Few and Far Between – Three

Emo is quite the line to straddle these days. See, the connotation associated with emo anymore is, well, ‘sensitive’ (a.k.a. ‘wussy’), which sucks butt, since anyone basing a sound on any amount of intricate guitar parts and slow building, quiet-to-loud swells gets pigeonholed and discarded like McDonalds’ old styrofoam Bic Mac wrappers. The main problem I have with this theory of label-and-discard is that bands like Few and Far Between end up slipping through the cracks and getting ignored. Make no bones about it, Three is an emo record, through and through. The thing about it is, though, (*GASP!*) … it rocks. Hard.
There are, of course, a few of the ‘typical’ emo flourishes here – the quiet, introspective guitar instrumental opening track (though this one comes off as more of an apocolyptic number, thanks to the white noise track that accompanies it), the two or three deliberately slow numbers that reek of failed romance and self-doubt, and the guitar work throughout the disc that bounds back and forth from intricate and touching to crunching and hammering.
However, that isn’t important. None of that matters. What matters is that Few and Far Between deliver some complete and total ass-kicking when it matters most. On “Edison,” an unexpectedly groovy bassline rolls into a set of stun guitars that hit harder than bombs on enemy shores. “Maginot Line” is one of the more cleaned-up rockers — it doesn’t seem to rely quite as much on the dirty guitar crunch as some of the other numbers do (hell, the fierce guitar flare-ups have a really nice, delicate piano rhythm backing them up), but the intensity still gushes like a flood from this one. “Stop Trying” is another forceful track, coming off like a heavier version of Brandtson courtesy of the stop-on-a-dime, scattershot rhythm guitars and the catchy-as-hell chord progressions. “Pompeii” takes what could’ve been a random emo track and turns it into a fine piece of rock, courtesy of a mean guitar crunch and a slightly irregular rhythm that really sets the song to stand out.
Few and Far Between’s defining moment, however, is “Maybe for Now,” which explodes and brings Three to life following the dark instrumental opening. The stop-and-go rhythm is brutal enough on its own, but when the stun guitar floats over, it tears into the track with the urgency of a city full of whining ambulance sirens. The vocals are actually responsible for a majority of the intensity here, though, as Joe Phillips’ voice wails through the mix sounding like it could collapse at any second, though it never does. When he intones, “I need some sympathy, you think? / I think you’re wrong, ’cause I can see what you’re after,” the last line rises to a scream of impassioned accusation, putting an exclamation point on what was already a strongly declarative song in the first place.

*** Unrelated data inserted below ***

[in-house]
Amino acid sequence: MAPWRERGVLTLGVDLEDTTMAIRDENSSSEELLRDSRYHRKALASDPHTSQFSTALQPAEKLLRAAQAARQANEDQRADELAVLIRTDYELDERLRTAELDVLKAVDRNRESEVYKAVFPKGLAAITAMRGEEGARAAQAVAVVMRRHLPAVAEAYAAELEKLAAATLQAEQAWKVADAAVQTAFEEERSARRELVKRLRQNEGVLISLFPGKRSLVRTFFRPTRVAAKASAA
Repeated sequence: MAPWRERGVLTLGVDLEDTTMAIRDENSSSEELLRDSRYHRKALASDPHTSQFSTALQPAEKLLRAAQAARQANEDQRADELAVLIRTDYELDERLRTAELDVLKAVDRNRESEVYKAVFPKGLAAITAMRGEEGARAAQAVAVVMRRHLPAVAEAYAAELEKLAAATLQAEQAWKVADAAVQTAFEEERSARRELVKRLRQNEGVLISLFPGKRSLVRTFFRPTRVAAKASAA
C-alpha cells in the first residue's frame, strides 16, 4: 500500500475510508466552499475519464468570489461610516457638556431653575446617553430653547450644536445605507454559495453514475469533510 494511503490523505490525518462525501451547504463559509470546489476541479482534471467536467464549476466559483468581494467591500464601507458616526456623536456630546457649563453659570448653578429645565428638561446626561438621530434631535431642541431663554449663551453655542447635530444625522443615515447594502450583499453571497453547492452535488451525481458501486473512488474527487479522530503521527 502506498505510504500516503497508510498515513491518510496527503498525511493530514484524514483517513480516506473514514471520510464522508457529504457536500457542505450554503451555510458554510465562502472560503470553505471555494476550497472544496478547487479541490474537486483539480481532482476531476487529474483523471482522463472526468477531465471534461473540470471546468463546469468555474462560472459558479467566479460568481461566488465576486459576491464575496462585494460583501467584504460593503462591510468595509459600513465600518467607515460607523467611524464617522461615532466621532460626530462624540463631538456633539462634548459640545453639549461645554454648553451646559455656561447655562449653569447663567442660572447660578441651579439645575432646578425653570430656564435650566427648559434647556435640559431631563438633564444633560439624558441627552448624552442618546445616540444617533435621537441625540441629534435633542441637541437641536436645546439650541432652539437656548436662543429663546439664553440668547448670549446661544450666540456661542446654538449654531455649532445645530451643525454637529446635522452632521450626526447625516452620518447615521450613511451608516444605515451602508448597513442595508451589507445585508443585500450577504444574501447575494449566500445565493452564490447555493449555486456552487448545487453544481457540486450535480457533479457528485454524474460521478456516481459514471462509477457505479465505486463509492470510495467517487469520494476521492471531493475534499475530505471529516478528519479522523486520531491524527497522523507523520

Phillips’ vocals are an integral part of Few and Far Between’s sound. His voice at most times sounds comparable to Sting (yup, the one and only Gordon Sumner, no joke), especially when he finds himself straining to quietly push along an emotional idea with just the sound of his voice alone. Of course, his best/most emotionally driving vocals moments come in tracks like “Maginot Line,” when Phillips pushes his voice beyond the Sting similarities and into what can only be described as impassioned howls.
Even outside of the rocking stuff, Three offers up a lot of other very worthwhile listens. Album closer “In Loving Memory” opens as a rocker before weaving a piano piece into the rhythm to nice results, while even the more deliberately emo tracks like “Insomnia” and “Waking Up Tired” come off with a fresh, more rock-oriented vibe than most of the rest of the genre.
In an old Funkadelic tune, George Clinton challenged then-contemporary views of funk music, spitting forth the refrain, “Who says a funk band can’t rock?” Well, Few and Far Between prove that in this day and age of unfortunate music assumptions, emo bands can kick a whole lotta ass too. Recommended.